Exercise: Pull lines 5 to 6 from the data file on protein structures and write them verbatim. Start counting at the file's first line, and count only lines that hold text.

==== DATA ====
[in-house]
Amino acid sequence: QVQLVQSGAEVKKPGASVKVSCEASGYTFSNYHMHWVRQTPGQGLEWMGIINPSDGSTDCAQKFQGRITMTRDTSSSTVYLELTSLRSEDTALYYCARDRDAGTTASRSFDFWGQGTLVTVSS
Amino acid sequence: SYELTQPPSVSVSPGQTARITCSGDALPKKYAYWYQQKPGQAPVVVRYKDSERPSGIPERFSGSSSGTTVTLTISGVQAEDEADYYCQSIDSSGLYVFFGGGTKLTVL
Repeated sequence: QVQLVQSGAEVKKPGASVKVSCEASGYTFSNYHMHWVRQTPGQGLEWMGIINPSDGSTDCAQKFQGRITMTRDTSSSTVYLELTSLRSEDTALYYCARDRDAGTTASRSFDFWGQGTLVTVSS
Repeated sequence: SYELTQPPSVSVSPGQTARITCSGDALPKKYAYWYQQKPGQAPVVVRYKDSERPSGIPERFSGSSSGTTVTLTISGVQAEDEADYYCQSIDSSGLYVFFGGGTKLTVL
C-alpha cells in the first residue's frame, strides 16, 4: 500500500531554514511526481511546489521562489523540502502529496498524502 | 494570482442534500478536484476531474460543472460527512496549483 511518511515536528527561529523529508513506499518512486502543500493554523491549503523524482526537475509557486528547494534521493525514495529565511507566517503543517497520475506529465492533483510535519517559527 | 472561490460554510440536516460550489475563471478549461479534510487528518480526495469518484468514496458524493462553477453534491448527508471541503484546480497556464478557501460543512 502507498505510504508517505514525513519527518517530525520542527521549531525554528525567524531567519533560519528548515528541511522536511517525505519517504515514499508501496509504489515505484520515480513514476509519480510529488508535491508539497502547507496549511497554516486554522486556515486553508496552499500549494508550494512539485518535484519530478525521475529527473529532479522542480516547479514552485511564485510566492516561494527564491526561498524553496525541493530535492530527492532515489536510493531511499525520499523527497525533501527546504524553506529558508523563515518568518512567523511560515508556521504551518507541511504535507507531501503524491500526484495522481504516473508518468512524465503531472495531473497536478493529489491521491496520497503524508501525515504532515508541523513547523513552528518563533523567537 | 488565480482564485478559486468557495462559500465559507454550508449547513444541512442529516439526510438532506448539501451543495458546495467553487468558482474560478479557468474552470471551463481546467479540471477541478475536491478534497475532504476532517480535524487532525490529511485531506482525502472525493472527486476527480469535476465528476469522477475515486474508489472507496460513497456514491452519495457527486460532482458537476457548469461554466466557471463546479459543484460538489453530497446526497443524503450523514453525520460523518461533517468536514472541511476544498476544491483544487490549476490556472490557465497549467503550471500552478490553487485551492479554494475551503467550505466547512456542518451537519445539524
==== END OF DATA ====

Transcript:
Repeated sequence: SYELTQPPSVSVSPGQTARITCSGDALPKKYAYWYQQKPGQAPVVVRYKDSERPSGIPERFSGSSSGTTVTLTISGVQAEDEADYYCQSIDSSGLYVFFGGGTKLTVL
C-alpha cells in the first residue's frame, strides 16, 4: 500500500531554514511526481511546489521562489523540502502529496498524502 | 494570482442534500478536484476531474460543472460527512496549483 511518511515536528527561529523529508513506499518512486502543500493554523491549503523524482526537475509557486528547494534521493525514495529565511507566517503543517497520475506529465492533483510535519517559527 | 472561490460554510440536516460550489475563471478549461479534510487528518480526495469518484468514496458524493462553477453534491448527508471541503484546480497556464478557501460543512 502507498505510504508517505514525513519527518517530525520542527521549531525554528525567524531567519533560519528548515528541511522536511517525505519517504515514499508501496509504489515505484520515480513514476509519480510529488508535491508539497502547507496549511497554516486554522486556515486553508496552499500549494508550494512539485518535484519530478525521475529527473529532479522542480516547479514552485511564485510566492516561494527564491526561498524553496525541493530535492530527492532515489536510493531511499525520499523527497525533501527546504524553506529558508523563515518568518512567523511560515508556521504551518507541511504535507507531501503524491500526484495522481504516473508518468512524465503531472495531473497536478493529489491521491496520497503524508501525515504532515508541523513547523513552528518563533523567537 | 488565480482564485478559486468557495462559500465559507454550508449547513444541512442529516439526510438532506448539501451543495458546495467553487468558482474560478479557468474552470471551463481546467479540471477541478475536491478534497475532504476532517480535524487532525490529511485531506482525502472525493472527486476527480469535476465528476469522477475515486474508489472507496460513497456514491452519495457527486460532482458537476457548469461554466466557471463546479459543484460538489453530497446526497443524503450523514453525520460523518461533517468536514472541511476544498476544491483544487490549476490556472490557465497549467503550471500552478490553487485551492479554494475551503467550505466547512456542518451537519445539524